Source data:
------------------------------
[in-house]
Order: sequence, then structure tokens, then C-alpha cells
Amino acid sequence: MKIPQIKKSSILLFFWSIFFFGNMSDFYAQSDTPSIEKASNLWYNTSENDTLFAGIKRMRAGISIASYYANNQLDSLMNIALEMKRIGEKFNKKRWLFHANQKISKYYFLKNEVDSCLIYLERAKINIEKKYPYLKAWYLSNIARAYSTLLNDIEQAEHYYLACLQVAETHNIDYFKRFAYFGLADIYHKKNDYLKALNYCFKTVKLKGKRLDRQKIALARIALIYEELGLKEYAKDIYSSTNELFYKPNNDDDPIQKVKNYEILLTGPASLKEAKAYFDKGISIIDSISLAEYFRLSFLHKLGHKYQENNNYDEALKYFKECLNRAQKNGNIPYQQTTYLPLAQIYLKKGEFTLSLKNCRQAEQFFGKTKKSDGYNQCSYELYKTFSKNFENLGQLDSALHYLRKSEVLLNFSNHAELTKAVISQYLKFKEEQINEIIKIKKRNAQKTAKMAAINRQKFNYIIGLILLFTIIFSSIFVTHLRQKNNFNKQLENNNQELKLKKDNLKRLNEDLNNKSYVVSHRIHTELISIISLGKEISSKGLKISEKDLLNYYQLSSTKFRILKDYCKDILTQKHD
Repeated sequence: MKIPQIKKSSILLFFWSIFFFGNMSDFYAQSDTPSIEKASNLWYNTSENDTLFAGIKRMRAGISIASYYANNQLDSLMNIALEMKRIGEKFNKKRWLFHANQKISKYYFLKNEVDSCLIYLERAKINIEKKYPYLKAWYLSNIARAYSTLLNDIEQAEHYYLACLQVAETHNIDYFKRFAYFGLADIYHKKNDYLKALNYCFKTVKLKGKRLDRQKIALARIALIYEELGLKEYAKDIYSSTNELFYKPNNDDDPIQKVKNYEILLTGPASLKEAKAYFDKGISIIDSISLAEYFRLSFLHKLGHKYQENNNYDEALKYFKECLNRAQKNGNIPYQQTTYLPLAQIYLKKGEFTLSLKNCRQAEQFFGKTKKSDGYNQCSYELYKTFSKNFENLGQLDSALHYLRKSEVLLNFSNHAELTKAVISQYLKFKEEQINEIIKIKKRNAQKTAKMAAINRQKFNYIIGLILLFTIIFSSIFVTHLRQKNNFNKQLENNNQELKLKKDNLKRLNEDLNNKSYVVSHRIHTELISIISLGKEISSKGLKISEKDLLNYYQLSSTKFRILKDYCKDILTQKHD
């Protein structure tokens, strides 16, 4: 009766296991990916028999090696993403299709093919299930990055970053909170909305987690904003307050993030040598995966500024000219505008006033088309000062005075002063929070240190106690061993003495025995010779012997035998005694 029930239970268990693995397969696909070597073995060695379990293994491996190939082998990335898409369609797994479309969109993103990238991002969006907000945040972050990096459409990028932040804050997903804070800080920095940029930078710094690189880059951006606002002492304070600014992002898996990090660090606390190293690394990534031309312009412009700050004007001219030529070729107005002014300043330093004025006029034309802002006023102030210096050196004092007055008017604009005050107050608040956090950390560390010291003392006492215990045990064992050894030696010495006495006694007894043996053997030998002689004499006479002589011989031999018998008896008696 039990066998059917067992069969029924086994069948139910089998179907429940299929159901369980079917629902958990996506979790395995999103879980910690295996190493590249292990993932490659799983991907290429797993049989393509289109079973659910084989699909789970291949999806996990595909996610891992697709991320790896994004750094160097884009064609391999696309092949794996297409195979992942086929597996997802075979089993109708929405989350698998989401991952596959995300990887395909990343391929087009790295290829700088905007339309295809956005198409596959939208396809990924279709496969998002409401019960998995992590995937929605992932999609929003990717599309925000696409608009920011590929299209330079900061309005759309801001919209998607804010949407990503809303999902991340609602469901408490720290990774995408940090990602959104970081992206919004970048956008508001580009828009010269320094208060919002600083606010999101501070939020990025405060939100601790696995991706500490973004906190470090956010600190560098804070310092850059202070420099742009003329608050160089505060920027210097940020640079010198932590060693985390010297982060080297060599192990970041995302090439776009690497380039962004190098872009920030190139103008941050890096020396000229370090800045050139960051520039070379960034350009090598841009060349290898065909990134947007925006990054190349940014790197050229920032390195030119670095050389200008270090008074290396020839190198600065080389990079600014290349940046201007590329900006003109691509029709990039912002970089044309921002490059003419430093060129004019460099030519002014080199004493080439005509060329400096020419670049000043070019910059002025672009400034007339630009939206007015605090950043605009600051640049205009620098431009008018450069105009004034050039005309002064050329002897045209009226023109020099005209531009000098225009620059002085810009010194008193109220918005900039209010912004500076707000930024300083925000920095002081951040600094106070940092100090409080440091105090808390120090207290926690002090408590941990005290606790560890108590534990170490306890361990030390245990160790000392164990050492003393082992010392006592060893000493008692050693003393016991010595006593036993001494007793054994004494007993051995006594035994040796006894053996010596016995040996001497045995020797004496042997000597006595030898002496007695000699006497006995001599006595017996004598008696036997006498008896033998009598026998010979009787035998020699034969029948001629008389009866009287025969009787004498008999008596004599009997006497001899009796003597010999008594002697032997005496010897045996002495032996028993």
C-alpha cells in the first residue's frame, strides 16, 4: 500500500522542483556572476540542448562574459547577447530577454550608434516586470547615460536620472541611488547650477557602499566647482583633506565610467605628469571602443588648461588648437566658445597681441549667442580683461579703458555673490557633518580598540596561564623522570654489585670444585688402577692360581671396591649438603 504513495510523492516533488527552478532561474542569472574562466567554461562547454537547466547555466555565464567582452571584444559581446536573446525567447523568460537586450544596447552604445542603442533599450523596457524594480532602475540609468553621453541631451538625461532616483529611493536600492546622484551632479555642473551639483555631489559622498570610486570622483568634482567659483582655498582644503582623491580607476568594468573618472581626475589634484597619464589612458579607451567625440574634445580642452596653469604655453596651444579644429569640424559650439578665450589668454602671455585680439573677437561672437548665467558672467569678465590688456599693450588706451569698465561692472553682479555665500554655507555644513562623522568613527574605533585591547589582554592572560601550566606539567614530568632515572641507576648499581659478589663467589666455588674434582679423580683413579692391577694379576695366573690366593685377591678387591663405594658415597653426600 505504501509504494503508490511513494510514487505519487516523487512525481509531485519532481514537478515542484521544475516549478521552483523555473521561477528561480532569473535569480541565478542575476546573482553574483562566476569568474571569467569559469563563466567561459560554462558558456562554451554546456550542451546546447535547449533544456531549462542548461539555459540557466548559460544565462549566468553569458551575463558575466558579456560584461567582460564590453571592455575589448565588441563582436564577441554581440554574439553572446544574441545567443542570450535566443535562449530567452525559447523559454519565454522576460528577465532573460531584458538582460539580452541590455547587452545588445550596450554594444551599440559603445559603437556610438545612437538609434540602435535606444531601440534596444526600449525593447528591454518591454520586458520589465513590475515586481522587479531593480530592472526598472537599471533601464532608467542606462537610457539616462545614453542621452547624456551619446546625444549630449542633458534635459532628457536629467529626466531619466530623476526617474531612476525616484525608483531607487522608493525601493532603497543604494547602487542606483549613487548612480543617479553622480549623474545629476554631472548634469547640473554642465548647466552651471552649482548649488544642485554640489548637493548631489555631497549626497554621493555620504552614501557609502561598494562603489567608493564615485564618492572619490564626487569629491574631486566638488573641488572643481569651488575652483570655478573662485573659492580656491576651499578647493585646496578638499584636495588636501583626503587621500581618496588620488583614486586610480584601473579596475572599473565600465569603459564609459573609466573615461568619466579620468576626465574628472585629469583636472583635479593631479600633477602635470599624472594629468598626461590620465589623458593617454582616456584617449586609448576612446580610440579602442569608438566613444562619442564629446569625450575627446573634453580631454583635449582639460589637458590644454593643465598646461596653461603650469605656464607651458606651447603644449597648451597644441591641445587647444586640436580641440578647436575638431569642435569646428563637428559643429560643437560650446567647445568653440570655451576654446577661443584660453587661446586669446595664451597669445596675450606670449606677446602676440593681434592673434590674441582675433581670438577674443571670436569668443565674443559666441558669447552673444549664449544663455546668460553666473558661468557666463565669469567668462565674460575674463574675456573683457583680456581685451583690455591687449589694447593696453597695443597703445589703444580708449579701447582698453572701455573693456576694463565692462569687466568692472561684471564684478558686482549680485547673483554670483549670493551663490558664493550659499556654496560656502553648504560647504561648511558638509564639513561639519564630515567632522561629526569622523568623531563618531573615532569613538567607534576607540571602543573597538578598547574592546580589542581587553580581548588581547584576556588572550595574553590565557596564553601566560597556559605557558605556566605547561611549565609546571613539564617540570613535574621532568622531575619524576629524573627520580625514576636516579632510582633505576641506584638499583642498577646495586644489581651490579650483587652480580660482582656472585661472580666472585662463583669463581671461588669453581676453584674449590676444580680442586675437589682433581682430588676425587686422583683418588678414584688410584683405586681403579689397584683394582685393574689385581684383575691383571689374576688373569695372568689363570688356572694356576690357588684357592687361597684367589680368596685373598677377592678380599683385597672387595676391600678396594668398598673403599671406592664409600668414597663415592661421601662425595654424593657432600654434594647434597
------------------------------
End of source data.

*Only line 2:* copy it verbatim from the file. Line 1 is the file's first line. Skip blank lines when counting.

Order: sequence, then structure tokens, then C-alpha cells